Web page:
As we entered into the woods we saw more black-hooded antshrikes, and lots of riverside wrens, and orange-collared manakins at a lek but making pictures was very difficult. 

 Black-hooded Antshrike (Thamnophilus bridgesi) - female and male

Finally we had the opportunity with a riverside wren that was not shy and was so close that almost didn't fit into the picture frame.

Riverside Wren (Cantorchilus semibadius) is confined to the Pacific slope from central Costa Rica to western Panama. Its natural habitat is subtropical or tropical moist lowland forests, where it is generally common but not necessarily easily seen, on account of its usually skulking behavior and liking for areas of dense vegetation. The species is found from sea level to about 1200 m. While the upperparts are principally chestnut-colored, below this wren is whitish heavily barred blackish, and the wing coverts and tail are also barred the same color. 

In the forest we were also able to see a pair of White-whiskered Puffbirds (Malacoptila panamensis) and later on the forest edge a Gartered Trogon and Red-crowned Woodpeckers nesting. The day was very sunny and hot, monkeys were not around, and we were not able to spot other species.

Therefore, we decided to call it quits and move to another place. We had lunch in David and then were invited to spend the rest of the day and night at Miguel's cousin's apartment at  La Barqueta beach. In the afternoon, once the sun was about to set we resumed photography duties with coastal birds. There we find a flock of gulls and terns just hanging around, and sanderlings foraging voraciously. We accepted the challenge of making good pictures of the running sanderlings.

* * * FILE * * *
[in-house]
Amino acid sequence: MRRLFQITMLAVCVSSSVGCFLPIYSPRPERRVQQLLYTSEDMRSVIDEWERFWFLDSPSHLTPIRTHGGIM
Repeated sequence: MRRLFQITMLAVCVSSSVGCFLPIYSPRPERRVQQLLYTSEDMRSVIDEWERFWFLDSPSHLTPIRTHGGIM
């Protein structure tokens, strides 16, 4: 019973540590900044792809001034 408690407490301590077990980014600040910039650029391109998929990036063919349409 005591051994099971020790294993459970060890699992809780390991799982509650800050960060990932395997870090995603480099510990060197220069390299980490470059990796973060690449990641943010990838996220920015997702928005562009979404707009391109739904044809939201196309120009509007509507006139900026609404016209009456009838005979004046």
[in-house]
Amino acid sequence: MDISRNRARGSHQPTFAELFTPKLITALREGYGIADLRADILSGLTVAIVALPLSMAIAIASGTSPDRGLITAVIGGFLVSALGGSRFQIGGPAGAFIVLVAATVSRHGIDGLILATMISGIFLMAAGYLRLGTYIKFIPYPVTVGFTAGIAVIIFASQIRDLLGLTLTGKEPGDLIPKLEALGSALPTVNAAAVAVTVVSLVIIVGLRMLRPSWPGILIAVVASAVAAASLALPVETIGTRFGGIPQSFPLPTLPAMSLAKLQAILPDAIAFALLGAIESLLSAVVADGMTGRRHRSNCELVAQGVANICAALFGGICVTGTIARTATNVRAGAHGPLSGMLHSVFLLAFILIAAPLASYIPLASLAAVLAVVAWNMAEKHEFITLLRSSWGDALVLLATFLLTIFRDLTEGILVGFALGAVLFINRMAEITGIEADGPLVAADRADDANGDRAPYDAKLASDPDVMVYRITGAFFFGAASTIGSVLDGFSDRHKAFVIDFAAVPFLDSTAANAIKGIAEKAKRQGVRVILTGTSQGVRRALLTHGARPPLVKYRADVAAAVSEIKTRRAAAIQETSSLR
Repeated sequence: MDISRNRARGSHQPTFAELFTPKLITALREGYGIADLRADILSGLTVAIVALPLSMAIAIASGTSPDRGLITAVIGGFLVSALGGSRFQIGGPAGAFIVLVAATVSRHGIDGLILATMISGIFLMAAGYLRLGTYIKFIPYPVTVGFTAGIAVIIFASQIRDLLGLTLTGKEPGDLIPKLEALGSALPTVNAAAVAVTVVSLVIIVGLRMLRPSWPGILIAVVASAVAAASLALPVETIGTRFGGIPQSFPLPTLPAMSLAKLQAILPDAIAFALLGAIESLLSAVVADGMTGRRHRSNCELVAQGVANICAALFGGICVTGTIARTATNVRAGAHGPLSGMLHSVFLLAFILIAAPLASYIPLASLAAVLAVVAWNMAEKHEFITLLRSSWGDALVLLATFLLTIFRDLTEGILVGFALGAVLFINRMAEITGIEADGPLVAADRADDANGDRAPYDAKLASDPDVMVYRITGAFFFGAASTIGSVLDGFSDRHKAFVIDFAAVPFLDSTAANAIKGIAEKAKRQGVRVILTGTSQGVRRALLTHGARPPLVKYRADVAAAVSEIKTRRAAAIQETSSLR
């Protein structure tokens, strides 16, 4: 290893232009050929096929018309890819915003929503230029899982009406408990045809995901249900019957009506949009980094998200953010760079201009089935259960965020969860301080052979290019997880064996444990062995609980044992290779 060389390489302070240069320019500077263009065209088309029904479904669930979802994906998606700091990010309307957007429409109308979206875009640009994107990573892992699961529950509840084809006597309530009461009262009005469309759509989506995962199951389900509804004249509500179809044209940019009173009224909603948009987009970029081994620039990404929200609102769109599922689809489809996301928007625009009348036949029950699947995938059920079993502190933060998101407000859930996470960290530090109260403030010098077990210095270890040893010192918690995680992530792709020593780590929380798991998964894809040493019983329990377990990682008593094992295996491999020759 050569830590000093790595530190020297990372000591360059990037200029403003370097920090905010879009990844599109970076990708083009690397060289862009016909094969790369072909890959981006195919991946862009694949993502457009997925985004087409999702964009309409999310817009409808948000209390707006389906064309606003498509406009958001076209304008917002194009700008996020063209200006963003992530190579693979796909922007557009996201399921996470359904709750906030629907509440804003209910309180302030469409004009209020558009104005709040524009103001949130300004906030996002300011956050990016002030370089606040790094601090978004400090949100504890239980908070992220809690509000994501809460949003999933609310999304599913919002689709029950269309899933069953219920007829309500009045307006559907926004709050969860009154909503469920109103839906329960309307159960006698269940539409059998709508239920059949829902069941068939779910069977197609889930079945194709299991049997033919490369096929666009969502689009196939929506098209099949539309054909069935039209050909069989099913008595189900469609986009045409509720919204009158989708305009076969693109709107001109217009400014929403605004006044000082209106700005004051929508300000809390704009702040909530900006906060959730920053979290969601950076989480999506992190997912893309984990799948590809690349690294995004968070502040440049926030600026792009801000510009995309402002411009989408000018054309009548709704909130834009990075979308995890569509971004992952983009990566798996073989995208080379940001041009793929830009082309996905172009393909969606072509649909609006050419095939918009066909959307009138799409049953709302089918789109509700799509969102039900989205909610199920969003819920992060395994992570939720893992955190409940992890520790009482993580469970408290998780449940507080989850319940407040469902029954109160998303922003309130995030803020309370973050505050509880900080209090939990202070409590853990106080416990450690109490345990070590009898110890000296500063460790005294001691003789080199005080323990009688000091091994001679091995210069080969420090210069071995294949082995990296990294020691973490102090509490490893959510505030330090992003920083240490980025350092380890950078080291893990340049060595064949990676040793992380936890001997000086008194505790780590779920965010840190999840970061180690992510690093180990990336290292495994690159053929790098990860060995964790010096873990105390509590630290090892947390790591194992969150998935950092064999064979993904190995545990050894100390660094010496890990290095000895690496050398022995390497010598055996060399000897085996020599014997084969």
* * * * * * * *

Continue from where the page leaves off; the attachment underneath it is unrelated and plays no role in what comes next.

Laughing Gull (Leucophaeus atricilla)

Sandwich Tern (Thalasseus sandvicensis)

Royal Tern (Thalasseus maximus) is found in Europe, Africa, the Americas, and the Caribbean islands. The royal tern lives on the coast and is only found near salt water. They tend to feed near the shore, close to the beach or in backwater bays. This is a large tern, second only to Caspian Tern. The royal tern has an orange-red bill (from yellow to reddish), pale grey upperparts and white underparts. Its legs are black. In winter, the black cap becomes patchy. 

Sanderling (Calidris alba) is a small wading bird of the sandpipers family. It breeds in Arctic polar circle, and is a long-distance migrant, wintering south to Central and South America, South Europe, Africa, and Australia. It is highly gregarious in winter, sometimes forming large flocks on coastal mudflats or sandy beaches, running along with a characteristic "bicycling" action of its legs, stopping frequently to pick small food items. It eats small crabs and other small invertebrates. 

It is somewhat unlike other sandpipers  in appearance, during the winter the bird is very pale, almost white apart from a dark shoulder patch. This is the source of the specific name, alba, which is the Latin for "white". Later in the summer, the face and throat become brick-red.

End of the report.